I want to play the cello. How should I begin?

For some reason, I have the desire to play the cello. I don’t want to take lessons or enroll in music classes, I just want to teach myself (and don’t tell me I can’t - you can teach yourself to do anything.)

When you’re a kid, if you want to play an instrument, you’re supposed to sign up for music lessons, have your parents rent or finance the purchasing of an instrument, join the band, practice for one hour a day after doing your homework, etc. But I’m no longer a kid, and it would not be difficult for me to just go online, buy a cello, and have it delivered to me by burly men.

Even if I decide to stop playing it after a month, it would look really nice sitting in the corner of the living room (next to the piano.)

The only thing is this: I see a lot of cellos on Ebay for less than 200 dollars, and I want to know if one of these entry-level instruments goes beyond the threshold of “good value” and into the domain of “crap.” I’m not going to be taking the cello on any fifty-mile hikes so it’s not like I’m afraid of it falling apart (should I be?) but I’m more concerned with whether or not a 200 dollar cello would sound good.

Here are two of the instruments in question:

Instrument One

Instrument Two

They look fine, and they’re not made of plywood or balsa. On the second link, I have to be extremely suspicious of the claim that the cello and accessories being sold for less than two hundred dollars have a “Suggested Retail Price [of] $1250.00” Besides that, do these instruments look okay to any experienced string musicians who might happen to be reading this thread?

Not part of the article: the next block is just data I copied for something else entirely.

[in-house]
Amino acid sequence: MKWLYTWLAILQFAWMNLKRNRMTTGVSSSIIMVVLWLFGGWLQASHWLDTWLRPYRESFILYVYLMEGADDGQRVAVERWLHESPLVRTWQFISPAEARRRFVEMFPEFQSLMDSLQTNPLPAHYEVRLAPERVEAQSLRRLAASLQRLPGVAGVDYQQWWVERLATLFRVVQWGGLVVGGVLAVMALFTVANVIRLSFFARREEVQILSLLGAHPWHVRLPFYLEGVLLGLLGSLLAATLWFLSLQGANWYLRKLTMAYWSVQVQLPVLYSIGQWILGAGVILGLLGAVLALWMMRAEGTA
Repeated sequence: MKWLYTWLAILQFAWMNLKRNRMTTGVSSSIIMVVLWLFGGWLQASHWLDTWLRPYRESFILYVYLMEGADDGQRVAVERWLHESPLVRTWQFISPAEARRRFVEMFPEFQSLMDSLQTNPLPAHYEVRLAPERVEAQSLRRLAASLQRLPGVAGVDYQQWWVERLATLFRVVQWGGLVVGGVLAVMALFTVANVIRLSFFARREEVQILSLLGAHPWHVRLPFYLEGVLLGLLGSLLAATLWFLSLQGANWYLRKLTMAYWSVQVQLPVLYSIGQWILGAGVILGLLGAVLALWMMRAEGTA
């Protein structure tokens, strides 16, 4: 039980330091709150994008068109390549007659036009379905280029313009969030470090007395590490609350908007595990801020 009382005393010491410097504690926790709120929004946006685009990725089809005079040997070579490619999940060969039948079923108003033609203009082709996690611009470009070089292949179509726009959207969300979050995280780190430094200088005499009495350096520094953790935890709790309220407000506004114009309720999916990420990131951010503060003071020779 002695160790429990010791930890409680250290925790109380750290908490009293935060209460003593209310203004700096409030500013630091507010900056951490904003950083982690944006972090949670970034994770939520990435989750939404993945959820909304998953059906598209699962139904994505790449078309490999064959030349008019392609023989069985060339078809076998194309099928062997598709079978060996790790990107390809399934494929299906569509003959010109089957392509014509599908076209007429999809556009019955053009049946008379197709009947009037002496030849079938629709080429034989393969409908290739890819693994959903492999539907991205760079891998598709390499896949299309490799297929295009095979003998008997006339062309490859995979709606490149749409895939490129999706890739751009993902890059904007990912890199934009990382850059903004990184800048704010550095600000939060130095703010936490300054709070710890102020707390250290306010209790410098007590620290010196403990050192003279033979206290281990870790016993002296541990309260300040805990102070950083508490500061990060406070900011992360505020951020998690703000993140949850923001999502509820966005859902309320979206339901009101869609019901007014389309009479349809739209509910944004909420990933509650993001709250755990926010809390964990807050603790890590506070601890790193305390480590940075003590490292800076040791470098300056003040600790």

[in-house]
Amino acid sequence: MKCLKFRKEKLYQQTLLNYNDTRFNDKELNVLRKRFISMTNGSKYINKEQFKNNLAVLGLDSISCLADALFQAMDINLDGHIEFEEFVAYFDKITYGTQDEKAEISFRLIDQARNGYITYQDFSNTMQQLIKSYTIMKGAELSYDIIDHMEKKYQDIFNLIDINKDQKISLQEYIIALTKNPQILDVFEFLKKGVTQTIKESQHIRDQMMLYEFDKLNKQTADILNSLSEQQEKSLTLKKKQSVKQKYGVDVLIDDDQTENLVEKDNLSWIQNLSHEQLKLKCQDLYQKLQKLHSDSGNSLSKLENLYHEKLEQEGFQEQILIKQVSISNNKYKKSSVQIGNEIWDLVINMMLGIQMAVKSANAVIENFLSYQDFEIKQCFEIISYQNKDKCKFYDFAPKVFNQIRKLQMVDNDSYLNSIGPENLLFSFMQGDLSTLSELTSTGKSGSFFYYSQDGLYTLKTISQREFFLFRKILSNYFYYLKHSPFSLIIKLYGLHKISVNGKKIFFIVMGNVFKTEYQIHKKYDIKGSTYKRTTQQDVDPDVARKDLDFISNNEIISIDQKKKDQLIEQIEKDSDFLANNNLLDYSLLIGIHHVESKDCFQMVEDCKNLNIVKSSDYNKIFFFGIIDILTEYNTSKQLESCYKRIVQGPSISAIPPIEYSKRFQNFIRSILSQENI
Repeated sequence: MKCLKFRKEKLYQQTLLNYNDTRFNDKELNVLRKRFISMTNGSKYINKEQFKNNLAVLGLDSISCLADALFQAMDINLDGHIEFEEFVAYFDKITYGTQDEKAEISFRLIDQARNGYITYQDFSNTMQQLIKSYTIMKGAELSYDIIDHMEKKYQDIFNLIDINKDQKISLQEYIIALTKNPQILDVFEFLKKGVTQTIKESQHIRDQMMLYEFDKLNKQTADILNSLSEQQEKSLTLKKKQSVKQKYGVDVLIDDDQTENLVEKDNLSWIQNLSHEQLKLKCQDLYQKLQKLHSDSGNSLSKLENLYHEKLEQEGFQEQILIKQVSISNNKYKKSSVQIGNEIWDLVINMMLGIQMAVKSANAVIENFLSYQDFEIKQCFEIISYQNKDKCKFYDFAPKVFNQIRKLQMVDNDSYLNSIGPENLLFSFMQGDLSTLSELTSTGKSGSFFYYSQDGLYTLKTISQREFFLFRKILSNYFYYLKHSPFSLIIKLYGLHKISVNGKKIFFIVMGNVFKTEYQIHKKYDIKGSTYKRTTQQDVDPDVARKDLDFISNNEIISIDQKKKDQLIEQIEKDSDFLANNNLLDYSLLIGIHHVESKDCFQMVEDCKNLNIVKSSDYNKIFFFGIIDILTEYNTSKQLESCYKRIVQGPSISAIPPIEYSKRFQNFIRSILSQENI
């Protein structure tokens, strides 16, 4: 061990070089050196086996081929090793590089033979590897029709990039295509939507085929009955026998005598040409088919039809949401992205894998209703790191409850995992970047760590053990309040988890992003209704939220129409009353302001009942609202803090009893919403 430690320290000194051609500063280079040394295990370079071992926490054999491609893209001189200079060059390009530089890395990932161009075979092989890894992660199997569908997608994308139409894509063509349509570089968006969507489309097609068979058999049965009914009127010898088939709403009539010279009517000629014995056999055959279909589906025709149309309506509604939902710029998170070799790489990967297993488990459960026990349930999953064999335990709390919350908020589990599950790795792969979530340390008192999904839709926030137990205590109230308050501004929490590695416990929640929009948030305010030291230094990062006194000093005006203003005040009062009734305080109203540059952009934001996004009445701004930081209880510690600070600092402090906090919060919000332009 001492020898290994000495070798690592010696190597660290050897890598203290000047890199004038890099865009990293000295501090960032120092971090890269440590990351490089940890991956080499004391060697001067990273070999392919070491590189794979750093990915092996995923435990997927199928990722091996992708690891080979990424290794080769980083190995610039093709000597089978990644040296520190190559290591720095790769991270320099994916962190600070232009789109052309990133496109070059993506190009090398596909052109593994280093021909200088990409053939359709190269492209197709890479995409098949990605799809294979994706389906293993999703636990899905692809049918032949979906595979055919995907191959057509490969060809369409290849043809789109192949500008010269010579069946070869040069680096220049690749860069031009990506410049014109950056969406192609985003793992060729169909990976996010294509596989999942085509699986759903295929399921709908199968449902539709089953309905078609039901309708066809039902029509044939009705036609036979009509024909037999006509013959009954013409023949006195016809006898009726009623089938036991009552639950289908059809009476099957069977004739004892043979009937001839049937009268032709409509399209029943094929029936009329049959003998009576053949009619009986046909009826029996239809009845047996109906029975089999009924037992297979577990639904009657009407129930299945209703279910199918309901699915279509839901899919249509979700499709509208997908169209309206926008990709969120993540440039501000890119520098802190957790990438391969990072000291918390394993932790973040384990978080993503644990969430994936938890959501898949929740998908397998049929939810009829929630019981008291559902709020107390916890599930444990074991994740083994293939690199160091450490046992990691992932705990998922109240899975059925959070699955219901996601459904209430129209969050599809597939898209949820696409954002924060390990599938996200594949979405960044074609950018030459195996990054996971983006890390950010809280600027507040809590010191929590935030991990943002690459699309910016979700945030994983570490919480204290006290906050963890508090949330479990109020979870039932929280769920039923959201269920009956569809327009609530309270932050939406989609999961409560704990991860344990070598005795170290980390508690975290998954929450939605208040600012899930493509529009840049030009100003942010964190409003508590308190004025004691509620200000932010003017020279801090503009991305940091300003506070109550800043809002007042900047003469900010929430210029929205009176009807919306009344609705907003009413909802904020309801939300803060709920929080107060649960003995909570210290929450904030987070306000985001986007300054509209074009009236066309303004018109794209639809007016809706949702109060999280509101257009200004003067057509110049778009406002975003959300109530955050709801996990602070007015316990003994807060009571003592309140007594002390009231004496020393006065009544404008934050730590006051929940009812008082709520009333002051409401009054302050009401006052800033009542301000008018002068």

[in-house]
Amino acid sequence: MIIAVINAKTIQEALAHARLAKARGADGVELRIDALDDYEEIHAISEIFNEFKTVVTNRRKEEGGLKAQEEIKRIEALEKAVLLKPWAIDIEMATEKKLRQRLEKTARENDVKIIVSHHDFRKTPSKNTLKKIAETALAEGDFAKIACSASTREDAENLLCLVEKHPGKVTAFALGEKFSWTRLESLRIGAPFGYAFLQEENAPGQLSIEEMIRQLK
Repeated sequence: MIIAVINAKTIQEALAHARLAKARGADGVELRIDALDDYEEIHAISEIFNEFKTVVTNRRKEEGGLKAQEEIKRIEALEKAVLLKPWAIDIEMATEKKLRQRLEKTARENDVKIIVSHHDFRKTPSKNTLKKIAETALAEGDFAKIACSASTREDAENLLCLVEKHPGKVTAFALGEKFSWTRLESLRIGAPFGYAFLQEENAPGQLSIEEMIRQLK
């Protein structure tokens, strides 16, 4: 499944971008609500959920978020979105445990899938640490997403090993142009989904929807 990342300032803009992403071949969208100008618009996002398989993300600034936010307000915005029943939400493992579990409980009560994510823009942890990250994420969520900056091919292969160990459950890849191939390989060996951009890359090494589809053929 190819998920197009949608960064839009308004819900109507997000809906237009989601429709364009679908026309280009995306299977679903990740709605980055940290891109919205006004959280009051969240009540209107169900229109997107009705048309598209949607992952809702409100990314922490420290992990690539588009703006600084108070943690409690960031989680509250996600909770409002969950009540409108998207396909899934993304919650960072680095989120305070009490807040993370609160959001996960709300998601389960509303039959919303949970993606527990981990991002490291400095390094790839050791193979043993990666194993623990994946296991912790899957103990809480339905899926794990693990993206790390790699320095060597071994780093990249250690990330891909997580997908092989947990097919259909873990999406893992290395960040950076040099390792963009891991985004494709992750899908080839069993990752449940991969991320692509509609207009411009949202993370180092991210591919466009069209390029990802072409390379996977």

I’d strongly advise to not buy on eBay, or any other mail-order method. Find a dealer or shop in your area, possibly asking local music teachers, amateur music groups etc. for suggestions. They may also be able to point you in the direction of locally-available secondhand instruments.

There are several problems with buying a cello on eBay. The biggest problem is that violin-family instruments, and especially cellos, should never be transported when set-up. The strings should be slack, the bridge removed, and preferable also the soundpost (inside the body). Restringing and setting the bridge isn’t something for a novice, and resetting a soundpost is a specialist task.

So - either you’re getting something in a state where you’re still going to need expert help. Or, if it’s being shipped fully set up, it demonstrates that the seller either doesn’t know, or doesn’t care, how to provide good-quality entry-level instruments. If this is the case, they’re highly unlikely to do other things that are necessary with these instruments, such as checking that the pegs are working cleanly, reprofiling the bridge to a correct height, etc. (most of the time these need some attention on new instruments).

Will a $200 cello sound good? It’ll never sound as good as a $20,000 one. However, there’s improvements that can be made, when you get the instrument or over time, that will help. Good (i.e. more expensive!) strings, and a properly-fitted high quality bridge, are the two things that will make a huge improvement. The third would be a soundpost. The fourth would be a few lessons (yeah yeah, I know you want to teach yourself, but trust me, you’ll find a few pointers handy :wink: …)